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Review
, 363 (1496), 1557-68

Deciphering Deuterostome Phylogeny: Molecular, Morphological and Palaeontological Perspectives

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Review

Deciphering Deuterostome Phylogeny: Molecular, Morphological and Palaeontological Perspectives

Billie J Swalla et al. Philos Trans R Soc Lond B Biol Sci.

Abstract

Deuterostomes are a monophyletic group of animals that include the vertebrates, invertebrate chordates, ambulacrarians and xenoturbellids. Fossil representatives from most major deuterostome groups, including some phylum-level crown groups, are found in the Lower Cambrian, suggesting that evolutionary divergence occurred in the Late Precambrian, in agreement with some molecular clock estimates. Molecular phylogenies, larval morphology and the adult heart/kidney complex all support echinoderms and hemichordates as a sister grouping (Ambulacraria). Xenoturbellids are a relatively newly discovered phylum of worm-like deuterostomes that lacks a fossil record, but molecular evidence suggests that these animals are a sister group to the Ambulacraria. Within the chordates, cephalochordates share large stretches of chromosomal synteny with the vertebrates, have a complete Hox complex and are sister group to the vertebrates based on ribosomal and mitochondrial gene evidence. In contrast, tunicates have a highly derived adult body plan and are sister group to the vertebrates based on the analyses of concatenated genomic sequences. Cephalochordates and hemichordates share gill slits and an acellular cartilage, suggesting that the ancestral deuterostome also shared these features. Gene network data suggest that the deuterostome ancestor had an anterior-posterior body axis specified by Hox and Wnt genes, a dorsoventral axis specified by a BMP/chordin gradient, and was bilaterally symmetrical with left-right asymmetry determined by expression of nodal.

Figures

Figure 1
Figure 1
Current deuterostome phylogeny, according to available molecular and morphological data. Dotted lines, clades of uncertainty where conflicting data have been obtained. I and II mark clades where the evidence for a monophyletic group is very high. (I) Ambulacraria is made up of hemichordates and echinoderms. Mitochondrial, ribosomal and genomic evidence are in accord for this grouping. The Ambulacraria develop similarly through gastrulation and share larvae that feed by ciliated bands, strengthening their sister group relationship. Genomic evidence suggests that xenoturbellids may be a sister group to the Ambulacraria, but it is also possible that they are an out-group to the rest of the deuterostomes. (II) Chordates are a monophyletic group that share a specific body plan, but mitochondrial and genomic evidence are in conflict about the position of the tunicates. Mitochondrial and ribosomal evidence place cephalochordates as sister group to the vertebrates, whereas genomic evidence places tunicates as the sister group to the vertebrates. Adapted from Zeng & Swalla (2005).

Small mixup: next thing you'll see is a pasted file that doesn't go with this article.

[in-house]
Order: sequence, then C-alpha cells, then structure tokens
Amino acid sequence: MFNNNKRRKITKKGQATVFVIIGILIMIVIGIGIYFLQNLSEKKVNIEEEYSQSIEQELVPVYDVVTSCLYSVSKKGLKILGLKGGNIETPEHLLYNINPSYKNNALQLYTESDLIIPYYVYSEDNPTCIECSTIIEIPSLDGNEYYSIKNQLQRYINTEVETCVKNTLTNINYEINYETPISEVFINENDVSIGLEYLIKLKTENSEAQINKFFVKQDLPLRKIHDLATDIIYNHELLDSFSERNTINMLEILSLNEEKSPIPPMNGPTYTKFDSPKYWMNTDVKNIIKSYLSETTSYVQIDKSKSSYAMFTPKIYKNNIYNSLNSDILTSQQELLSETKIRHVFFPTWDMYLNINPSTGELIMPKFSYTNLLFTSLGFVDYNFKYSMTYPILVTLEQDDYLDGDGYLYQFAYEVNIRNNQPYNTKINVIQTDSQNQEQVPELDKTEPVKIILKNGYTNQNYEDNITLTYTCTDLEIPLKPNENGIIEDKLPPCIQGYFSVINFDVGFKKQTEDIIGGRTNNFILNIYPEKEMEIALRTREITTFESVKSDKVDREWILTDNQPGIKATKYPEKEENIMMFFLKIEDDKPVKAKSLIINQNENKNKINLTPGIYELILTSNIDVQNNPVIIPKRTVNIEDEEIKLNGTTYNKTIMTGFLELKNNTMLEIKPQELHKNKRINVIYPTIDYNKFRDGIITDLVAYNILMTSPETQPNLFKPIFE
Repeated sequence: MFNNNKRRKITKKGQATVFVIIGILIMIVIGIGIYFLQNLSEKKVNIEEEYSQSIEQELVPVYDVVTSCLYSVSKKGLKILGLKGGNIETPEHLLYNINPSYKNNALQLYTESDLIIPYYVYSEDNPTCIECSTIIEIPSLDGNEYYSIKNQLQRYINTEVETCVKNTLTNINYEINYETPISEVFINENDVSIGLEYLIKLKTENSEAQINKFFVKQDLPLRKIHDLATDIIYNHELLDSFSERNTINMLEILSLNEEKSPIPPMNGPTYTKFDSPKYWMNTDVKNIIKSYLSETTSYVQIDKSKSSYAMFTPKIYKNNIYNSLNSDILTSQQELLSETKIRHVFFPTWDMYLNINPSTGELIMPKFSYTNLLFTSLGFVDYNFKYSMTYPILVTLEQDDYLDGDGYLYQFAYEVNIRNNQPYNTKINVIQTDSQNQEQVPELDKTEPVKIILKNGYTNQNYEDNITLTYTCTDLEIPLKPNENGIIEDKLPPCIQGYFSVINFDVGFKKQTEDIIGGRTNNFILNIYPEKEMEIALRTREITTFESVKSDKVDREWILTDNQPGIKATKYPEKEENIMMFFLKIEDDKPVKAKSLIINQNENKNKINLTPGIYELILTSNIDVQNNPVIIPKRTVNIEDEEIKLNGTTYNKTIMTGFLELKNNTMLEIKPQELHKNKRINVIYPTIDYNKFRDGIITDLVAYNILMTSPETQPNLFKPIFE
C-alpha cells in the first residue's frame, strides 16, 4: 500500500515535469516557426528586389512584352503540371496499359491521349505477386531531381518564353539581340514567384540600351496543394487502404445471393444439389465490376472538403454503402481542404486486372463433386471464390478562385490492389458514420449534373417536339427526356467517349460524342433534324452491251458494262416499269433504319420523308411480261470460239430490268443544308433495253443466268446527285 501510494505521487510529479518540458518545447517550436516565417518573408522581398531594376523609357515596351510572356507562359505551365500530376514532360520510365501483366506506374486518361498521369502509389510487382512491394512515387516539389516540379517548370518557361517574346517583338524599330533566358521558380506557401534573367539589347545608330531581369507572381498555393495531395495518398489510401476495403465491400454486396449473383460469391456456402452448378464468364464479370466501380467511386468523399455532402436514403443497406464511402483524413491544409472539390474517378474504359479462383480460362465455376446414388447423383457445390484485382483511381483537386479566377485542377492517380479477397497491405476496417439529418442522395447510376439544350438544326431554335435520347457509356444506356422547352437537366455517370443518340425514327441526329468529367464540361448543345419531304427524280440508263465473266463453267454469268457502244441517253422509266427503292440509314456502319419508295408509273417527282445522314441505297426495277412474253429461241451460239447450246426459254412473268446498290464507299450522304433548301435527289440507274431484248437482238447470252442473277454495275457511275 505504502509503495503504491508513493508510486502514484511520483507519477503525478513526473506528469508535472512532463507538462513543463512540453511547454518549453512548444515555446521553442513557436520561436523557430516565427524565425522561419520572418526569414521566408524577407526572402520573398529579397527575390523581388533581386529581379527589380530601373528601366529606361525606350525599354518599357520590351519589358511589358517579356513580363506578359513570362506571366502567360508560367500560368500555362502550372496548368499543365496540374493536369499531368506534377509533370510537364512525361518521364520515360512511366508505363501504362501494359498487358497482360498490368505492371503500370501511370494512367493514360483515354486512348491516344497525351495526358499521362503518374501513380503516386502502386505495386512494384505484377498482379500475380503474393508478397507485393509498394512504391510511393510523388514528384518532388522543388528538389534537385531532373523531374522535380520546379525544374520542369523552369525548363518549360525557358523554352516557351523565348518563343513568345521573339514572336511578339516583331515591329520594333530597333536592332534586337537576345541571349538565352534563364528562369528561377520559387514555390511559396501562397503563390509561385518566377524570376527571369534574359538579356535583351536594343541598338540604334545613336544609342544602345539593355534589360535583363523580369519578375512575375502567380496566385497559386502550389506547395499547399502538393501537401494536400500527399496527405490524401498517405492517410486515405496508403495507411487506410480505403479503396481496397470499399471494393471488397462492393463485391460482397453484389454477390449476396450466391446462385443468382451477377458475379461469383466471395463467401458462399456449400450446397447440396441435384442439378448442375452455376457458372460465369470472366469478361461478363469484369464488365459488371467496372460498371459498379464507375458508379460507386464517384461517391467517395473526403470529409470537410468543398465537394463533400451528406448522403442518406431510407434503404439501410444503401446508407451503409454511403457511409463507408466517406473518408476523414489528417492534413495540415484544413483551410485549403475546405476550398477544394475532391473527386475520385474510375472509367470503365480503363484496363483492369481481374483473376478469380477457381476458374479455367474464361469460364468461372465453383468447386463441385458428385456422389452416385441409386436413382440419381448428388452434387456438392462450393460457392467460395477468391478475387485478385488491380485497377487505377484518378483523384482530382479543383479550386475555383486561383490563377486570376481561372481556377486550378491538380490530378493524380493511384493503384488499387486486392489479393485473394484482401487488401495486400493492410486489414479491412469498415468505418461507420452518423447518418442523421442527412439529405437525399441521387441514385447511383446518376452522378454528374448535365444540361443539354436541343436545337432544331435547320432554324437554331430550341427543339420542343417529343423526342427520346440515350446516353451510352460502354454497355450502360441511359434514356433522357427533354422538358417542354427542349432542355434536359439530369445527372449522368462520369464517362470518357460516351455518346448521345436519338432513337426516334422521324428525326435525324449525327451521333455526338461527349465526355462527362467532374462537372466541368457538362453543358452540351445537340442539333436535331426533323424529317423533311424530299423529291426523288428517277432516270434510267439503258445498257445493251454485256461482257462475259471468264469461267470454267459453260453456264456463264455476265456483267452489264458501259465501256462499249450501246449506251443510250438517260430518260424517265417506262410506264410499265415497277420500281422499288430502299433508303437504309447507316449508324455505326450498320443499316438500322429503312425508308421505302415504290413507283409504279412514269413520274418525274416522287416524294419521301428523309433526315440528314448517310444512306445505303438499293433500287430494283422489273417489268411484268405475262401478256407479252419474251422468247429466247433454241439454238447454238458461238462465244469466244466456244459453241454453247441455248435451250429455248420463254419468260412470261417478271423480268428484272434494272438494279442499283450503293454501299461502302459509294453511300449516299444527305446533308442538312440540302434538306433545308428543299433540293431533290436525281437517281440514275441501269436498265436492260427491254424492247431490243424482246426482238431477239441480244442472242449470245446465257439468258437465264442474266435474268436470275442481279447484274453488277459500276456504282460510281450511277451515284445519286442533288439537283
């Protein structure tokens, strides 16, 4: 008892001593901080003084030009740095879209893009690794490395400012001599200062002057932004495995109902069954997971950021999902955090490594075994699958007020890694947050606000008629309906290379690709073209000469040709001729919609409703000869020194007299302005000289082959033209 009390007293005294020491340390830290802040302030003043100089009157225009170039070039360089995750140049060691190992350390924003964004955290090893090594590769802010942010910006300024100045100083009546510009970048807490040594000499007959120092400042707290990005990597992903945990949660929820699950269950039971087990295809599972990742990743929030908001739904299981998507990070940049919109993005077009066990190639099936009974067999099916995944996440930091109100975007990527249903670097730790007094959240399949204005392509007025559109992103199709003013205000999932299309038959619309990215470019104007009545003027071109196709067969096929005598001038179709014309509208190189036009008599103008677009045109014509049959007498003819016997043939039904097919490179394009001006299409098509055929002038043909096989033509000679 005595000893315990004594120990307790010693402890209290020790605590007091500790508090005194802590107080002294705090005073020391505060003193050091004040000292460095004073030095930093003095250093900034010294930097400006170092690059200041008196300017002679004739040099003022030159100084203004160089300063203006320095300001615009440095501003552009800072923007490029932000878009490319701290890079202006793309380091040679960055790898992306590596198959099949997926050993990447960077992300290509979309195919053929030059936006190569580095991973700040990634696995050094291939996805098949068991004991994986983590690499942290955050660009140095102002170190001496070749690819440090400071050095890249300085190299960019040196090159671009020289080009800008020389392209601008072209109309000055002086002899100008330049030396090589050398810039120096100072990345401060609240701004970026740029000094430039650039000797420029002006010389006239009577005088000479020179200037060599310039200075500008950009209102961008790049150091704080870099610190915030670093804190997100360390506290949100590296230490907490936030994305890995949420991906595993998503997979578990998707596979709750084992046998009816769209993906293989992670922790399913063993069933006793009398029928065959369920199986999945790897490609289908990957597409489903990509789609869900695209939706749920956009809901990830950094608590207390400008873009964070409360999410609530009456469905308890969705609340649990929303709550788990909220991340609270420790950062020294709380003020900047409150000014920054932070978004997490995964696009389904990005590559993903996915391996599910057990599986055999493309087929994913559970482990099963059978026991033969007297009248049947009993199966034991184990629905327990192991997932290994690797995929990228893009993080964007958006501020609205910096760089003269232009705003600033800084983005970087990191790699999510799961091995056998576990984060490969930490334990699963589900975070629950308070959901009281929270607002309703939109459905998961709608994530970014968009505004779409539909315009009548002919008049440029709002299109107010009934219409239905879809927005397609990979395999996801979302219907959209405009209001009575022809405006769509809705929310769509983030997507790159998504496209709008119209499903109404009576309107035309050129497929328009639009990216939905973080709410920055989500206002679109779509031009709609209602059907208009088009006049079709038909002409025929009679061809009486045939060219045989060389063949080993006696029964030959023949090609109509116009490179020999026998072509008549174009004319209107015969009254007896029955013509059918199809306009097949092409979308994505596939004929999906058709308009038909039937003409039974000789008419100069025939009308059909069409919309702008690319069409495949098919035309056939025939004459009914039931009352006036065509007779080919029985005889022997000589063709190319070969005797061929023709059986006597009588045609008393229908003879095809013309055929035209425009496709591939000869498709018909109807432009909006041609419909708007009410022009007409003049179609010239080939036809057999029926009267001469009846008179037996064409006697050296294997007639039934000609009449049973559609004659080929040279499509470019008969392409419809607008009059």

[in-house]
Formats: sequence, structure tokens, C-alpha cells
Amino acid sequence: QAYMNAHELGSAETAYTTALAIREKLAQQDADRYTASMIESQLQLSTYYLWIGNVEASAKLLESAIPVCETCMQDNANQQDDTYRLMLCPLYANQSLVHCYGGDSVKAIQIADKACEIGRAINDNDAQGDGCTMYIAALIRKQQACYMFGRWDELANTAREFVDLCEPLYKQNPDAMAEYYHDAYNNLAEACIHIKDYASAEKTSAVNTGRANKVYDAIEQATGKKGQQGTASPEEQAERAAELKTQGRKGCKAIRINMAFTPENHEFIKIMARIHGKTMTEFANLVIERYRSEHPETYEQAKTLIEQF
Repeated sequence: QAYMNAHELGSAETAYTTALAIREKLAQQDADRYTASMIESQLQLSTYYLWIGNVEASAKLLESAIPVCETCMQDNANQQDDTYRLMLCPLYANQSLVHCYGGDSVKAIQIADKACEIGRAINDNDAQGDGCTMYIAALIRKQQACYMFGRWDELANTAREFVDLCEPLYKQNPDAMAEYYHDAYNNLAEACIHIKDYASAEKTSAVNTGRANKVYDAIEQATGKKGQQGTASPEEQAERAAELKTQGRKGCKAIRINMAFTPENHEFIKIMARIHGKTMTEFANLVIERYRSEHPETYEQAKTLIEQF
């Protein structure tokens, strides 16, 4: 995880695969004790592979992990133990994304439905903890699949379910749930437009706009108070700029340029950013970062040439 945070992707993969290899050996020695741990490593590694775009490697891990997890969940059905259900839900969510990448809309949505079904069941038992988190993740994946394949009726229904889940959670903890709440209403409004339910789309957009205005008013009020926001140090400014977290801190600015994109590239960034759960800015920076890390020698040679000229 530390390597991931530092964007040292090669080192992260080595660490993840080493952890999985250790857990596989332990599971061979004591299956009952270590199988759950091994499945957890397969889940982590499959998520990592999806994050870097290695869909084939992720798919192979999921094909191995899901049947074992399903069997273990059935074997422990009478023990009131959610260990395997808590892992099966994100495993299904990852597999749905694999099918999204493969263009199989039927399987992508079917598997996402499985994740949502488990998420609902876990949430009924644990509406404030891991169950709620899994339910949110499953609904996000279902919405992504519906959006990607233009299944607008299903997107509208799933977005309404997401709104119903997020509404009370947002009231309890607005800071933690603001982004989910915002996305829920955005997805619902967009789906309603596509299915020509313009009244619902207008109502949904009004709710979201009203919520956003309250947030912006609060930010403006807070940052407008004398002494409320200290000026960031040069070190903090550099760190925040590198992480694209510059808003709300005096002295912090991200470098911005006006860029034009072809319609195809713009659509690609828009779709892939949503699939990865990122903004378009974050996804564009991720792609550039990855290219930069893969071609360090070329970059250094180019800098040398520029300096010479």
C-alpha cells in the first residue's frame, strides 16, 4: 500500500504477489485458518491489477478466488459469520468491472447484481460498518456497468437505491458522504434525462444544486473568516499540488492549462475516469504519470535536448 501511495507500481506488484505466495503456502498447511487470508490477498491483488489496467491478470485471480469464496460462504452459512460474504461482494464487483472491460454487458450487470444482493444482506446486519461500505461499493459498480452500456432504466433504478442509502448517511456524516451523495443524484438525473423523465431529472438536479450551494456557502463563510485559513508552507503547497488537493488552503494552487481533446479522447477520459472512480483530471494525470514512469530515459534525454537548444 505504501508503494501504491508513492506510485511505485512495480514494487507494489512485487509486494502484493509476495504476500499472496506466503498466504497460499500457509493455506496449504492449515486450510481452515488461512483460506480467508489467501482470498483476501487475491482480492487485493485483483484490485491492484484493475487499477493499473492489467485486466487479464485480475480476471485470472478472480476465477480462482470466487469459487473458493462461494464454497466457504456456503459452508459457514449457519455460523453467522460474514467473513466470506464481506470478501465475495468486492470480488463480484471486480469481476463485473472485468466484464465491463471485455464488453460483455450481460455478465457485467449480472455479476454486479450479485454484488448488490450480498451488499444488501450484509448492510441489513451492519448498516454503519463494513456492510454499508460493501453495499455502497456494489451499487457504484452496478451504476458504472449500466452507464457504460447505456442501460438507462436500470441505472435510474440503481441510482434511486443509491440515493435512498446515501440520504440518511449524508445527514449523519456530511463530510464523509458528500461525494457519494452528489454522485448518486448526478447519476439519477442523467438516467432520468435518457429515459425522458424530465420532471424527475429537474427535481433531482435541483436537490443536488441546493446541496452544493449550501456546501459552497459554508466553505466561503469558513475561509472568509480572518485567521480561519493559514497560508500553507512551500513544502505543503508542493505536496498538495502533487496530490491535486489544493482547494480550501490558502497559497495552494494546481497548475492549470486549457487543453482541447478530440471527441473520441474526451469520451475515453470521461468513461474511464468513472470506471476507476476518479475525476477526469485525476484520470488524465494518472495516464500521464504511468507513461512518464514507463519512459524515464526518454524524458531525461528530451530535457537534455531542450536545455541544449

Figure 2
Figure 2
The fossil record of deuterostomes and molecular clock estimates of divergence times. Thick black lines, known occurrence; thin black lines, inferred range. Error bars=95% CIs on molecular estimates. Cambrian deuterostomes and possible deuterostomes as follows (not to scale): 1, Haikouichthys (Lower Cambrian craniate); 2, Cathaymyrus (Lower Cambrian cephalochordate); 3, Haikouella (Lower Cambrian chordate; possible stem-group craniate); 4, Rhabdopleura (Middle Cambrian pterobranch); 5, Stromatocystites (Lower Cambrian crown-group echinoderm); 6, Trochocystites (Middle Cambrian stem-group echinoderm); 7, Shankouclava (Lower Cambrian ?aplousobranch ascidian tunicate); 8, Phlogites (Lower Cambrian; possible stem-group ambulacrarian); 9, Vetulicola (Lower Cambrian problematica). Molecular dating for nodes A–C as follows. A, craniate–echinoderm split based on linearized gene tree (adapted from Ayala et al. 1998); B, craniate–tunicate split based on Bayesian relaxed clock model (adapted from Douzery et al. 2004); C, Echinoderm–hemichordate split based on linearized gene tree (adapted from Peterson et al. 2004). Grey bands are deposits with soft-bodied preservation: C, Chengjiang Formation; G, Guanshan Formation; B, Burgess Shale.
Figure 3
Figure 3
Summary of body axes determination in deuterostomata. A, anterior; P, posterior; a, animal; v, vegetal. Late embryonic expression of nodal is in red for all phyla. Dorsal in hemichordates is shown by BMP expression in yellow. In Echinodermata, the aboral (dorsal) axis is shown by a yellow strip, with later nodal expression marked red on the right side of the larvae, opposite of where the adult rudiment will form. Dorsal in chordates is marked in blue, while expression of chordin is shown during gastrulation in Cephalochordata, Tunicata and Craniata. The BMP–chordin axis is reversed in the chordates from the Ambulacraria. Note that later nodal expression is on the left side in the chordates, and on the right side in echinoderms. Expression patterns are adapted from Duboc et al. 2005 (urchin nodal), Lowe et al. 2006 (hemichordate chordin), Yu et al. 2007 (cephalochordate BMP and chordin), Darras & Nishida 2001 (ascidian chordin) and Sasai & De Robertis 1997 (frog BMP & chordin).

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